The first of these choices meant that [Derek] had to write his own motor control and path planning software, and the second means that he has the processing to back it up. In his talk, he goes into real detail about how they ended up with the path planning system they did, and exactly how it works. If you’ve ever thought hard about how a physical printhead, with momentum, makes the infinitely sharp corners that it’s being told to in the G-code, this talk is for you. (Spoiler: it doesn’t break the laws of physics, and navigating through the curve involves math.)

The Problem

spaghettiPath planning goes on inside the 3D printer itself. It’s what the 3D printer’s firmware does with the received G-code that turns it into the physical motion of motors along the X, Y, and Z axes as well as the extruder. While G-code is universal, it’s also unrealistic: it specifies a series of points in 4D space (the extruder, remember?) and the speeds that are needed to get there. Path planning blends knowledge of the physical printer’s motion control abilities and tries to make the end result match the G-code as much as reasonably possible, without taking forever. Being the interface between idealized G-code and a real printer, the planning firmware needs to take the design of the printer itself, with all its physical limitations, into account.

simpleYou can make your own, one-off, 3D printer out of unobtainium, dragon scales, and the unbilled labor of a year’s worth of weekends. But if you want to make a product to sell to the general public at a reasonable price, it’s got to be built using commodity parts and work robustly. This is what drove [Derek] to use a DC motor with an encoder instead of the ubiquitous, heavy, and relatively expensive stepper motors that most other 3D printers use. Driving DC motors in open-loop feedback meant that none of the “standard” printer firmwares were going to work — he needed to roll his own. And that’s how we have this talk, about getting from A to C, around the corner in B, as quickly and accurately as possible.

Trapezoids, and the KISS Principle

There are a few ways to turn a piece of G-code that says “go north at 50 mm/sec and then go west at 50 mm/sec” into machine movement. One is to go north at full speed, slam to a stop, and then jerk off west at full speed. This is what the earliest versions of DIY 3D printer firmware did — and the result was noise, and vibration of the print head, and degradation in print quality. These were ugly times.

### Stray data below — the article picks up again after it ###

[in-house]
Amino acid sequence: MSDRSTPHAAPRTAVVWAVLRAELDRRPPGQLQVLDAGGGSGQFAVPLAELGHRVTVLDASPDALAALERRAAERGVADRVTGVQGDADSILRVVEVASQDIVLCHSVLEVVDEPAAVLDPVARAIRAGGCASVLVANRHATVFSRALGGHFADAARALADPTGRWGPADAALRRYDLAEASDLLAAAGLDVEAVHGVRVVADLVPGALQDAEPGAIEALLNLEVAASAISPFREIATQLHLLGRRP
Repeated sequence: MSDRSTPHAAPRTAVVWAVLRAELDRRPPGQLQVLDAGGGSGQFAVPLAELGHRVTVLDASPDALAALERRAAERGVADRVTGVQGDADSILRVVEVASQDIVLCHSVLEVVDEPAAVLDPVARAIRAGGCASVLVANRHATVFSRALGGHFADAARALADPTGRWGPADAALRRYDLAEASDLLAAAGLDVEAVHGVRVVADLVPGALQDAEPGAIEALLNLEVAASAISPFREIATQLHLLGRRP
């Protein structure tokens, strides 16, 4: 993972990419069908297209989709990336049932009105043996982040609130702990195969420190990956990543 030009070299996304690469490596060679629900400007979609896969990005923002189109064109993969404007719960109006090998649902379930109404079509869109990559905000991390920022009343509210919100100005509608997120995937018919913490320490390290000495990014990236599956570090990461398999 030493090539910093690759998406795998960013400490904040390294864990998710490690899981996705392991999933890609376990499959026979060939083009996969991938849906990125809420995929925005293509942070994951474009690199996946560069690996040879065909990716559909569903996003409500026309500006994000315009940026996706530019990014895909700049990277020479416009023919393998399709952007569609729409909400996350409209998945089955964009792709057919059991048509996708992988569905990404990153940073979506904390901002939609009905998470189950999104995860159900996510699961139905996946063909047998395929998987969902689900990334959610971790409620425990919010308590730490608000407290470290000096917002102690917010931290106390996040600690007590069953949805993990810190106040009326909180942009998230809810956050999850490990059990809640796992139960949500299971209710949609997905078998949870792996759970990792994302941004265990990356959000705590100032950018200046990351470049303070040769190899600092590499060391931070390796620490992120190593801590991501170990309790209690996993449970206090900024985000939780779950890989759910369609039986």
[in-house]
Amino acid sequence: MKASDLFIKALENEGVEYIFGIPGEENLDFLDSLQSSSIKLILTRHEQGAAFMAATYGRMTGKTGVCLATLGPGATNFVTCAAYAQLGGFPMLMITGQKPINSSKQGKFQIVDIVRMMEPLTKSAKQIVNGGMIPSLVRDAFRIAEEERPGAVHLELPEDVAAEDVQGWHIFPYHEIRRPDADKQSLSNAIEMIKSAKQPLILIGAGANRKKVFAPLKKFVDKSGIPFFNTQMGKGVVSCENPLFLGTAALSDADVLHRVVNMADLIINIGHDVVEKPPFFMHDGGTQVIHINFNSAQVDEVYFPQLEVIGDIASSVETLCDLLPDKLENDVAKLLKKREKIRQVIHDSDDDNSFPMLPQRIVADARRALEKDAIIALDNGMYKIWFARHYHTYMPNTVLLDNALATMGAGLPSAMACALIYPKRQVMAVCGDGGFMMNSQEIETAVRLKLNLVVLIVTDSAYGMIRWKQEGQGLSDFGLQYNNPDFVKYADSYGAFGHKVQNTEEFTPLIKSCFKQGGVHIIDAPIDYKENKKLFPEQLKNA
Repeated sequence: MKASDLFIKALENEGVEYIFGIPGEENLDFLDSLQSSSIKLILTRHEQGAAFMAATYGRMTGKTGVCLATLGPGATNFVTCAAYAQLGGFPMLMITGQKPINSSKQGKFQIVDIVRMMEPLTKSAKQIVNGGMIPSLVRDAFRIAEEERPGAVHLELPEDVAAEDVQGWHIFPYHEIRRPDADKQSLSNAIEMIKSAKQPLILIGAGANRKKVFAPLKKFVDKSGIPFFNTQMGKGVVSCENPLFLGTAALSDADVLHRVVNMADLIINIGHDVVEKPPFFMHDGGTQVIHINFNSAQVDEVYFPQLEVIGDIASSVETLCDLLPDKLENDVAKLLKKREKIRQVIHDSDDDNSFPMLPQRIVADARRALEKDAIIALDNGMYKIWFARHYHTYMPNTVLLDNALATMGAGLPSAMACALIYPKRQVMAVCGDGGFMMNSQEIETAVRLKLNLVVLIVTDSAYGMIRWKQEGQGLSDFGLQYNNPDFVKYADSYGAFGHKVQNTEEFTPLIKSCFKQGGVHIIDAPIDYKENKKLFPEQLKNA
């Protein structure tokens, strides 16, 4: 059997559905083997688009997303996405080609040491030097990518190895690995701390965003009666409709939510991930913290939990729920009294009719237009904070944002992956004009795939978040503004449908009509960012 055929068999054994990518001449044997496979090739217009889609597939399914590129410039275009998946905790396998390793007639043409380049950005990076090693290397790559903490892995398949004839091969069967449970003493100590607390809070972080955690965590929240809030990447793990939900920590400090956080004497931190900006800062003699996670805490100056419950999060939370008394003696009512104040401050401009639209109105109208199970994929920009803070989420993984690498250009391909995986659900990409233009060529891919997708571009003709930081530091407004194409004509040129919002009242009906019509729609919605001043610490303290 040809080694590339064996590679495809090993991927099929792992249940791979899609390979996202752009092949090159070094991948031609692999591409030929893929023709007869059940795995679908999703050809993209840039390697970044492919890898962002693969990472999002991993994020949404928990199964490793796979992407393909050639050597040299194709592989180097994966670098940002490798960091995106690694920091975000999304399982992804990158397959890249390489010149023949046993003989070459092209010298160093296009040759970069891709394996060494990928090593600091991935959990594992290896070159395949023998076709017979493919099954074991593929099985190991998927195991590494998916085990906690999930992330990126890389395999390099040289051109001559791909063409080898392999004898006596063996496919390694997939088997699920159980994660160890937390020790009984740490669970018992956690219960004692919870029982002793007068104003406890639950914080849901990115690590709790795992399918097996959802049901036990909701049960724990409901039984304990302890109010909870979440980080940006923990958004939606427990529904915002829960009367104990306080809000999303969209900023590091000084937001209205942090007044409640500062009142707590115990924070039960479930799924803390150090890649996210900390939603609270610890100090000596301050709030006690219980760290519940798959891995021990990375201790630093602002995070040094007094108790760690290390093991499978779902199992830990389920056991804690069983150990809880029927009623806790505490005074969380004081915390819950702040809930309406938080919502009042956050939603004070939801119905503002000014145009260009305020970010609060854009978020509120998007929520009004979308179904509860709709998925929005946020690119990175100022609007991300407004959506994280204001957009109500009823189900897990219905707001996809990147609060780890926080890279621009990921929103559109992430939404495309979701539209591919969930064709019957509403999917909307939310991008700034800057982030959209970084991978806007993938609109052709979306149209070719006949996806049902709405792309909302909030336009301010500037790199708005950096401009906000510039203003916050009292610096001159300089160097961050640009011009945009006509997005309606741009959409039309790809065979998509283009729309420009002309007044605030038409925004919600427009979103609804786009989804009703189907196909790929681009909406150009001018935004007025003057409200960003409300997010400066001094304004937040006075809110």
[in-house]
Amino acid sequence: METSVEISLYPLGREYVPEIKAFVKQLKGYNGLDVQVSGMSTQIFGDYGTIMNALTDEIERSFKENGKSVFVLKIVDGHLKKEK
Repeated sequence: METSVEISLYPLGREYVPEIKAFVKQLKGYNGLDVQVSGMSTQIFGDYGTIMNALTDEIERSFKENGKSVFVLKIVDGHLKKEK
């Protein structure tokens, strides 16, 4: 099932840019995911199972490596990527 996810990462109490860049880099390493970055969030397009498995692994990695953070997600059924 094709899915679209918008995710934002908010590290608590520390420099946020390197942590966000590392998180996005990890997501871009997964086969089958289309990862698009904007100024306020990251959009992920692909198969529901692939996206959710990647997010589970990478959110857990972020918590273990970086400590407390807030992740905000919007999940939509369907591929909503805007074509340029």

trapezoid[Derek], and the path planner in grbl, chose the next most complicated solution — moving at constant acceleration for each segment of the path, resulting in trapezoidal velocity profiles. This turns out to work decently well in practice and be easy to compute. [Derek] added corner rounding to the routine: where the G-code said to make a sharp corner, the firmware would take a curved corner that’s close enough that it wouldn’t look bad, but also doesn’t require the nozzle to slow to a stop. Combining the two is basically the simplest solution that can work well.

Connecting a few segments together is the next step, but it lets the printer eventually come to a stop, whether at the end of the path or because a user pressed the pause button.

Closed-loop Control

Most stepper-driven 3D printers operate in open-loop control mode. The firmware tells the stepper motor driver to take ten steps forward and hopes for the best. When a printer loses steps, layers get de-aligned from each other, and if you’ve had this happen catastrophically in the middle of a print, you know why this can suck.

stall[Derek]’s printer runs in closed-loop mode, meaning that if the printhead is too far south of where it should be, the firmware can tell that this is the case and apply more power to a motor to get it back right. Again, [Derek] chose one of the simplest methods that could work: PID control with feedforward. Of course, this means calibrating the algorithm to the machine, but a well tuned PID algorithm is a joy to watch.

And the closed control loop provides additional benefits. Where stepper motors have to be way overspecified to avoid the dreaded missed steps, closed-loop DC motors can get by on lower torques. The coolest trick that [Derek] plays with the feedback, however, is in using the ability to detect motor stall to home the printer. There are no limit switches on the three physical axes. Instead, when the motor hits the end of its ability to move, the firmware detects the stall and uses this to zero the coordinate axes. This reduces parts and simplifies the device. We’re all for that.

Conclusion

kiss[Derek] designed his motion planning routines on the same tools that we all use, and used basically the simplest possible algorithms that would work well, avoiding “academic” complications for their own sake. In the end, this allowed him to optimize for speed, look fifteen steps ahead, include some necessary special tweaks like logic for dealing with very short segments and get the product out the door for a reasonable price. Motion planning and control in a closed-loop system is never simple, but “apply the KISS principle as far as possible and then tweak for performance later” is something that all of us hackers could stand to get tattooed on some suitably long part of our bodies. Better still, let’s just thank [Derek] for the reminder and exemplification!


Filed under: 3d Printer hacks, cons, Hackaday Columns

RooBee One, an open-source SLA/DLP 3D printer